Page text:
Home News Costly Darkness: In seven months, Nigerians spent N258.9 billion on electricity

Costly Darkness: In seven months, Nigerians spent N258.9 billion on electricity


According to the most recent report from the Nigeria Bulk Energy Trading Plc, NBET, electricity customers in the country spent N258.91 billion for electricity in the first seven months of 2022, despite the epileptic power supply and frequent blackouts.

However, the amount was N194.4 billion less than the N453.31 billion charged for the electricity delivered during the time, according to the data accessed by Vanguard.

The amount fell short of the Minimum Remittance Order, or MRO, that the Nigerian Electricity Regulatory Commission, or NERC, had set for electricity distribution firms, or DisCos, by a further 24.91 percent.

The 11 utilities sent in N38.87 billion in January, N40.08 billion in February, N31.27 billion in March, and N38.78 billion in April, according to a detailed examination of the DisCos’ monthly remittances.

N30.09 billion in May, N33.48 billion in June, and N46.34 billion in July were the other amounts.

A partial Power Purchase Agreement, or PPA, between NERC and generation companies, or GenCos, was activated on July 1 to deliver 5,505 MW of power for peak generation and 4,893 MW for base load.

The action is a part of the government’s efforts to increase the availability of electricity.

The agreement assures that the generation companies will be compensated for the gas that the gas companies supply to the GenCos and for the power that the generation companies supply to the national grid.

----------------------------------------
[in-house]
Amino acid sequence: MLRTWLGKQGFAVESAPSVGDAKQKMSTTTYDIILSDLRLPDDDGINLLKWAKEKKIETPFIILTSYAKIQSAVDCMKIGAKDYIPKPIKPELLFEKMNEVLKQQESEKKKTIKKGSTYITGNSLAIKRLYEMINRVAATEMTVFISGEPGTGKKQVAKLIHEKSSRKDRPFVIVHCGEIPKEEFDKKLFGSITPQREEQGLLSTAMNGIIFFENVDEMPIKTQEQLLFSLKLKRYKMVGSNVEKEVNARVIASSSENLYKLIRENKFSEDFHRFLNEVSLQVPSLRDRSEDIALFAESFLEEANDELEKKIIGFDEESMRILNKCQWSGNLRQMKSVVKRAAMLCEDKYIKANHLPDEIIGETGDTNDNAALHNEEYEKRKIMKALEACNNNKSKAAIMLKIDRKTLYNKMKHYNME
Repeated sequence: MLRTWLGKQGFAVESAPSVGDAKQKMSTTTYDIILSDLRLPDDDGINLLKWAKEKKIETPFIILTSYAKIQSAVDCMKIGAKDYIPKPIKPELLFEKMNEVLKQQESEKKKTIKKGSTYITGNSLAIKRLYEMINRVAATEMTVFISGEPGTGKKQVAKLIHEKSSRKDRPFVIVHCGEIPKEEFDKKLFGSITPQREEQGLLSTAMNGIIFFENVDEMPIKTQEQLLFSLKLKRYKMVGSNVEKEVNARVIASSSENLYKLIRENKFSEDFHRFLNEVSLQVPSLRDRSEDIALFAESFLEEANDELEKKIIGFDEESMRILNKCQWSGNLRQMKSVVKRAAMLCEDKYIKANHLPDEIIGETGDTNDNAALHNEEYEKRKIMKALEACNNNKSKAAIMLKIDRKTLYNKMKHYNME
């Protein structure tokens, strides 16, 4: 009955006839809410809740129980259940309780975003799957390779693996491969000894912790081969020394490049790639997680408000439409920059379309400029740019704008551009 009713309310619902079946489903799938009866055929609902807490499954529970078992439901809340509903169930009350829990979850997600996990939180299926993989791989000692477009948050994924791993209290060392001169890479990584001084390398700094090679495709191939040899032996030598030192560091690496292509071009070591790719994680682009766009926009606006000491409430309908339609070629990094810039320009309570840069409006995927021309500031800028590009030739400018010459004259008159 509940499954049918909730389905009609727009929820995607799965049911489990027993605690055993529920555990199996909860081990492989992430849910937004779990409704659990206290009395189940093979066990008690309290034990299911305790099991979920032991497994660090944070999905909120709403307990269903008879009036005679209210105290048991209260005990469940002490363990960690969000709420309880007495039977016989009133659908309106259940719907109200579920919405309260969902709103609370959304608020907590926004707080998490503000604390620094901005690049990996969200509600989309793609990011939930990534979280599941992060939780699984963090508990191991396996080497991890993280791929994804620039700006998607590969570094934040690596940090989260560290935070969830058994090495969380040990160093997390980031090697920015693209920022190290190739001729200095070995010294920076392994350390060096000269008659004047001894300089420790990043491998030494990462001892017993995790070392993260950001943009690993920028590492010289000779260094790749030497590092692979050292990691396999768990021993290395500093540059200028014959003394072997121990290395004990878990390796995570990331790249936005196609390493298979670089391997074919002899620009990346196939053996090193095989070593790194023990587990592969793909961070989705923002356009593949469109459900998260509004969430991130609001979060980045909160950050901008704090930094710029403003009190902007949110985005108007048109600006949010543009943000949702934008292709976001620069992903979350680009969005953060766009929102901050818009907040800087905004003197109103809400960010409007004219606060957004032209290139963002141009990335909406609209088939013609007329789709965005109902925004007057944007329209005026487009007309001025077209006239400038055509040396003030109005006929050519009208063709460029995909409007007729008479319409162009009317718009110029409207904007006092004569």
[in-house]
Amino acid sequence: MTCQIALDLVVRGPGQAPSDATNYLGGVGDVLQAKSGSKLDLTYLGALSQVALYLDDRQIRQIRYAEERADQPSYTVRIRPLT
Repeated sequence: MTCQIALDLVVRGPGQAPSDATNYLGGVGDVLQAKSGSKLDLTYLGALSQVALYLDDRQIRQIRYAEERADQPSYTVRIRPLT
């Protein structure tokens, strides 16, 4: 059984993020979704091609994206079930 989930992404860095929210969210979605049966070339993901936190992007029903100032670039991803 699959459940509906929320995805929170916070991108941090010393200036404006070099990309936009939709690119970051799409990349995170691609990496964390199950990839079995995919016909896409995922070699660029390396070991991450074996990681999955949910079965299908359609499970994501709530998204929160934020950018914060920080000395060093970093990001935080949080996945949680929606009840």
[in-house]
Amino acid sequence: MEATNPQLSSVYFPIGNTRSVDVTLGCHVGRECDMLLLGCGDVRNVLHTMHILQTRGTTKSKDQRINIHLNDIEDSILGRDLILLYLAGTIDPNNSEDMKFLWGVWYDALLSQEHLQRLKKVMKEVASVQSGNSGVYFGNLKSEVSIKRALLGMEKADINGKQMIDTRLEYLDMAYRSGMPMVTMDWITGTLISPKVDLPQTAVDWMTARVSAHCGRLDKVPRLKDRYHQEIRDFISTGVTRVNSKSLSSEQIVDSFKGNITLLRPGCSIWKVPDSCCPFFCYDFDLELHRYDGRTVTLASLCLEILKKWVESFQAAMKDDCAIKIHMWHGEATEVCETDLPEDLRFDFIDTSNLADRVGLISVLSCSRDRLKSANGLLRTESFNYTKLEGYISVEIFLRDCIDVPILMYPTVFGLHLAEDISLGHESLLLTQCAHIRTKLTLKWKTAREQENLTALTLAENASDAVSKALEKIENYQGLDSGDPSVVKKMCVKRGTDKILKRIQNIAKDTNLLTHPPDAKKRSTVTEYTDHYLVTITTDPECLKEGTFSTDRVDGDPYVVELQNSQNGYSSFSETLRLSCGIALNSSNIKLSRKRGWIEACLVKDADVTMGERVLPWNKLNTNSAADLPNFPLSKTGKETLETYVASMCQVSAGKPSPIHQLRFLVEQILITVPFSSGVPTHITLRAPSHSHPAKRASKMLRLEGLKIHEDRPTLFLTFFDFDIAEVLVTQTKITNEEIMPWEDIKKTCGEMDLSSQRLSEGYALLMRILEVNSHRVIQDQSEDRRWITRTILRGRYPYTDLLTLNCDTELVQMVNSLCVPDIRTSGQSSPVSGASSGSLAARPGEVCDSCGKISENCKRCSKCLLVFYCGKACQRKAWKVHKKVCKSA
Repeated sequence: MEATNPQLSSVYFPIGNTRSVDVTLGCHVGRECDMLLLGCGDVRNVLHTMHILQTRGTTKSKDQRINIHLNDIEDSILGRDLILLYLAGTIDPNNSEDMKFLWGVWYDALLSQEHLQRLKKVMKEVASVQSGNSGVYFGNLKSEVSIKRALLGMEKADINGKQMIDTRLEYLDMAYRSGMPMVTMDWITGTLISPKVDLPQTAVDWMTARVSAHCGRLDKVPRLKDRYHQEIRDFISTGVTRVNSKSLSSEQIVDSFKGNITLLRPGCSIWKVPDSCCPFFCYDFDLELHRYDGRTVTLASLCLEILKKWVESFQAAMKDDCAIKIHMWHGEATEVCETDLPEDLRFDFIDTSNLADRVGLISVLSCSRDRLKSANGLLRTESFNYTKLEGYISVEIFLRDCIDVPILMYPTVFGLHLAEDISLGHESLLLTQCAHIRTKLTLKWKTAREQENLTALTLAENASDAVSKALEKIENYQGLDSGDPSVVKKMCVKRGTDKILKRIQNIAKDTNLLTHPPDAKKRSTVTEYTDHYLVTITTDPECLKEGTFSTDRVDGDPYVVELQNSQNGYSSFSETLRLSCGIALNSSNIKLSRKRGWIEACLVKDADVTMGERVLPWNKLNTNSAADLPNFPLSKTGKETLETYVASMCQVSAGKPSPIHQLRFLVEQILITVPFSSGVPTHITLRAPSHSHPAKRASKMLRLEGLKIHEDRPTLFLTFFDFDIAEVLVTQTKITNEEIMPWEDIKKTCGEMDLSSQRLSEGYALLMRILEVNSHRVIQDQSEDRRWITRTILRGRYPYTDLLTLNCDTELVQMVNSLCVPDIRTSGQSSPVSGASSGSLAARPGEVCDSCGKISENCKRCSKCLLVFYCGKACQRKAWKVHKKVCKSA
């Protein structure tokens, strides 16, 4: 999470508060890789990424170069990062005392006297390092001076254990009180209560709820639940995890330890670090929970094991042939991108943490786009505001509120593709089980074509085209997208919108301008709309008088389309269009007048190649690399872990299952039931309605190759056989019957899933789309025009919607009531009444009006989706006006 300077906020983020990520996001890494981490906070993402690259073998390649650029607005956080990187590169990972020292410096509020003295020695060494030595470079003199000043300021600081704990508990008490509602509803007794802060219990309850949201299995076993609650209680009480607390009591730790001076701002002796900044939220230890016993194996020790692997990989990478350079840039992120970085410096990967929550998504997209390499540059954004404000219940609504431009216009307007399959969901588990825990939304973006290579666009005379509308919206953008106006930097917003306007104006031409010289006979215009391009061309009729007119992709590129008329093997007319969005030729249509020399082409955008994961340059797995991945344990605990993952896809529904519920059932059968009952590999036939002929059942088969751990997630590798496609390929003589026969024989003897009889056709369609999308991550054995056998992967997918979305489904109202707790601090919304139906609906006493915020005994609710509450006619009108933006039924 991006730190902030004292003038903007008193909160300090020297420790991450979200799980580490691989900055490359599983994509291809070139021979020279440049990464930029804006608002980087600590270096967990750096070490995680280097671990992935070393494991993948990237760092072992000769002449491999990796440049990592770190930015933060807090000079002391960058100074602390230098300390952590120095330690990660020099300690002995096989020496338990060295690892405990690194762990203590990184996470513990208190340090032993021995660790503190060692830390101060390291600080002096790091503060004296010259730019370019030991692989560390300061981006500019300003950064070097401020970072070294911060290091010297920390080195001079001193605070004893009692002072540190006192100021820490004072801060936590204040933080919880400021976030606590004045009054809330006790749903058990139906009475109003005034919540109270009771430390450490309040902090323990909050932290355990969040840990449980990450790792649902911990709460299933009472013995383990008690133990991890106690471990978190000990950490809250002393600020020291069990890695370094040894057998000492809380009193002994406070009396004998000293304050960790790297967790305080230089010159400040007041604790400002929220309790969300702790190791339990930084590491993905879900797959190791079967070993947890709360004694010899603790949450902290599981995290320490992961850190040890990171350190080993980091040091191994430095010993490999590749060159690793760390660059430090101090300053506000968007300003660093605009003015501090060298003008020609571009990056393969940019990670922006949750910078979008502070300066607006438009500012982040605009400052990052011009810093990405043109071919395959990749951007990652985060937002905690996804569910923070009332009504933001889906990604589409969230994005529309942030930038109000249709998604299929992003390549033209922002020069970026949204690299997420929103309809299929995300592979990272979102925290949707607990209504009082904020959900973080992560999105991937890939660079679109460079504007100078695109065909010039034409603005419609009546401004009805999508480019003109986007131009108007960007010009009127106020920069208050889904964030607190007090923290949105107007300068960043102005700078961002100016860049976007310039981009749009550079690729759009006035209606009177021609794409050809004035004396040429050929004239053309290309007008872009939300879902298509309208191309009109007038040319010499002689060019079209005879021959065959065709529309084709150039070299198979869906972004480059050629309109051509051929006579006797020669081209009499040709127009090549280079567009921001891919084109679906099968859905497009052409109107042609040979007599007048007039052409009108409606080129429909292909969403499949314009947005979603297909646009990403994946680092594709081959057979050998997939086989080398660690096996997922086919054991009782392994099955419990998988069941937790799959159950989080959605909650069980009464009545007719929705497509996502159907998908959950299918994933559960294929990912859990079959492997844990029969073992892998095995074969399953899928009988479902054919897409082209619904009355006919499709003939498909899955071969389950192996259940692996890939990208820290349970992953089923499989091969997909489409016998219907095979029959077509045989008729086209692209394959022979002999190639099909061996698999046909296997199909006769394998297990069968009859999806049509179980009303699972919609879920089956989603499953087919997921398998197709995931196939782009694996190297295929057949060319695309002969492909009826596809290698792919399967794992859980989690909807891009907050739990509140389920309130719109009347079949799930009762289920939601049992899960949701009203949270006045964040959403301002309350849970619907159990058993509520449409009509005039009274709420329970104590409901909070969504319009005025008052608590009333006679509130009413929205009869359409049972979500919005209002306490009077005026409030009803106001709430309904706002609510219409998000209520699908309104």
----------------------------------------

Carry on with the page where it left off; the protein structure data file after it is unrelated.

The 25 power producing plants on the grid now all have agreements in place to create a specific quantity of power and get paid for it thanks to the new partial power purchase agreements.

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The grid generated 4,718.8 Mega Watts at its peak on Saturday, according to verifications of data on power generation published by the National System Operator, NSO, a division of the Transmission Company of Nigeria, TCN.

NSO statistics indicated that 21 power generation businesses were supplying the grid with 4,187MW as of 3 p.m. on Sunday, with the top four generators being Shiroro Hydro (501MW), Delta (438MW), Azura-Edo IPP (375MW), and Jebba Hydro (369MW).

Mr. Chijoke James, National President of the Nigerian Electricity Consumers Association, told Vanguard over the phone that although the country’s power supply has improved since July 1, 2022, electricity costs have more than tripled.

He claimed that “the DisCos’ bills, particularly for customers on the approximated billing scheme, had tripled.

“It is crucial that the government require the DisCos to give customers meters.

“The policy requiring consumers to pay for meters is incorrect because the meter should be provided free of charge.

“Private meters are the DisCos’ obligation to install for their operations.

Because consumers are paying for electricity they haven’t used, the government needs to stop using the projected billing approach, he continued.


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